To Announce, or Not to Announce
A very common question is “Where should we put announcements?” The best answer is “It depends.”
If you’re doing video announcements, this can work as a sermon bumper right before the pastor comes up or as a break between the upbeat worship time and the intimate worship time. That is, of course, if your announcement video is upbeat (most are and should be). You should also post that to social media during the week to. Why waste that content?
If you’re going to do live announcements, I would suggest the Welcome-Announcements-Offering sandwich from Subway. Usually, this works best between the fast to slow transition of worship.
If you do them first, lots of people won’t be in the room to hear them (late, much?) and if you do them at the end they’re so ready to go that they are tuned out.
To Pass or Not to Pass
The debate about the plate rages on today. Pass the plate? Bags? Buckets? Viking helmets? Box at the back?
It is my understanding that giving goes down on Sundays with the box at the back. It still really depends on your congregation. Younger, mobile savvy churchgoers give online now more than ever and it is a booming industry. Check out Tithley for a great service.
I’d use bags though if you’re passing something around to collect and probably do it in the Welcome-Announcement-Offering sandwich. Besides, you can’t see what’s in a bag very well and a bare plate is sad to see.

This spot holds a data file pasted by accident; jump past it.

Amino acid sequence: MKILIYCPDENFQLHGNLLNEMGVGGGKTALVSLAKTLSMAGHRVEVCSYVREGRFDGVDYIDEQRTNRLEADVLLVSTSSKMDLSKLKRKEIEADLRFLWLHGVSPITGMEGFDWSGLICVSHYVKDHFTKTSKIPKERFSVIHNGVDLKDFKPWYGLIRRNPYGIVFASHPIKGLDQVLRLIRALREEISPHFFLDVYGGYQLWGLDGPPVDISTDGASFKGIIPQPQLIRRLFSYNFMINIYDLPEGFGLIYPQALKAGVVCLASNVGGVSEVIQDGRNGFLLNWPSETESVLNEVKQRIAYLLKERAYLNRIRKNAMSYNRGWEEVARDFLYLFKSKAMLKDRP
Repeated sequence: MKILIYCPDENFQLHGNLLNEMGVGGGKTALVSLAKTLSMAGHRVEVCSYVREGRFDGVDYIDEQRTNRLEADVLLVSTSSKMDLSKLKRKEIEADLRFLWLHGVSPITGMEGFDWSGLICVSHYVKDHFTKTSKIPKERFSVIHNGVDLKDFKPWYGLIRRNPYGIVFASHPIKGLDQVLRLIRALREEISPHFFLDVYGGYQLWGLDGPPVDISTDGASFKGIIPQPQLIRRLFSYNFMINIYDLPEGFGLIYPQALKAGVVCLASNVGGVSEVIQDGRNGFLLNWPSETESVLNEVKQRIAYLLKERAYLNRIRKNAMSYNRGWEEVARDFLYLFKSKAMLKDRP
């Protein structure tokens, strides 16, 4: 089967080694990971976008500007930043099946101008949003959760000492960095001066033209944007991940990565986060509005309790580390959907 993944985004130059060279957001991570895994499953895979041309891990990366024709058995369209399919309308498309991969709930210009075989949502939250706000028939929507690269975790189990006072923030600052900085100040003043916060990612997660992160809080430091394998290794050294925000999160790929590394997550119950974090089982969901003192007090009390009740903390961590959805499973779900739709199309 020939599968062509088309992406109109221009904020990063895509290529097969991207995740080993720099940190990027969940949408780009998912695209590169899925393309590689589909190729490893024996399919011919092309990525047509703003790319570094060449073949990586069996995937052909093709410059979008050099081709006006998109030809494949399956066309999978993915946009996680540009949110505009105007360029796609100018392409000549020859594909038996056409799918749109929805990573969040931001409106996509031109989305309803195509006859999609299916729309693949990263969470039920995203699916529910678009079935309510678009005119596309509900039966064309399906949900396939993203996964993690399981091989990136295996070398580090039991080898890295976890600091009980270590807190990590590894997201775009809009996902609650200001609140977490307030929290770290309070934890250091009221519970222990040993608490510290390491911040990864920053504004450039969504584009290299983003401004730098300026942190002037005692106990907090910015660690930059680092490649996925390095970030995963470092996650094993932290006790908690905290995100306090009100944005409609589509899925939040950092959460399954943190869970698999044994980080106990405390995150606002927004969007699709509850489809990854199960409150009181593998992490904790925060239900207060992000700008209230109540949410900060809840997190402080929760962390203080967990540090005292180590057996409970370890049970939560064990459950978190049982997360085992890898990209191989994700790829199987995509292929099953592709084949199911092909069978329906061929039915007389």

To Bulletin, or Not to Bulletin
This isn’t going to be a “should we even have a bulletin” section. I don’t see them going away in most churches, really, but that’s another blog.
Should you print the worship order in the bulletin? If you are in a liturgical tradition, I say “Yes.” If in a modern situation, I say “No.” Here’s why…
First, in either tradition, your comms team needs the space, plain and simple. If you’re going to insist on printing a 2000 word bulletin on a half sheet every week, kick out the order of worship. But if you need it for your liturgical setting, then you’re going to have to start saying “no” to the women’s aerobics class’ weekly Sweat ‘n’ Groove.
Second, in a liturgical/traditional setting, knowing hymn numbers ahead of time or printing the congregational readings can make your services smooth like jazz. It’s probably necessary for participation.
In a modern sense, things tend to get changed last minute, and if Fact-Check Frank doesn’t know we only sang 2 songs instead of 3 during the invitation, he won’t email your church wondering why the staff has stopped loving Jesus. Modern services want people’s heads up, too, not buried in a hymnal or bulletin. Modern is more hands-free; Traditional is more hands-on.
Bottom line: modern churches don’t really need it; liturgical/traditional churches do. “Blended” worship churches…sorry, you did this to yourselves by riding the fence, so I’ve got nothing for you except a hardy “good luck.”
Again, this is an abbreviated list, so what would you say makes a great service in a traditional or modern service? Let us know in the comments.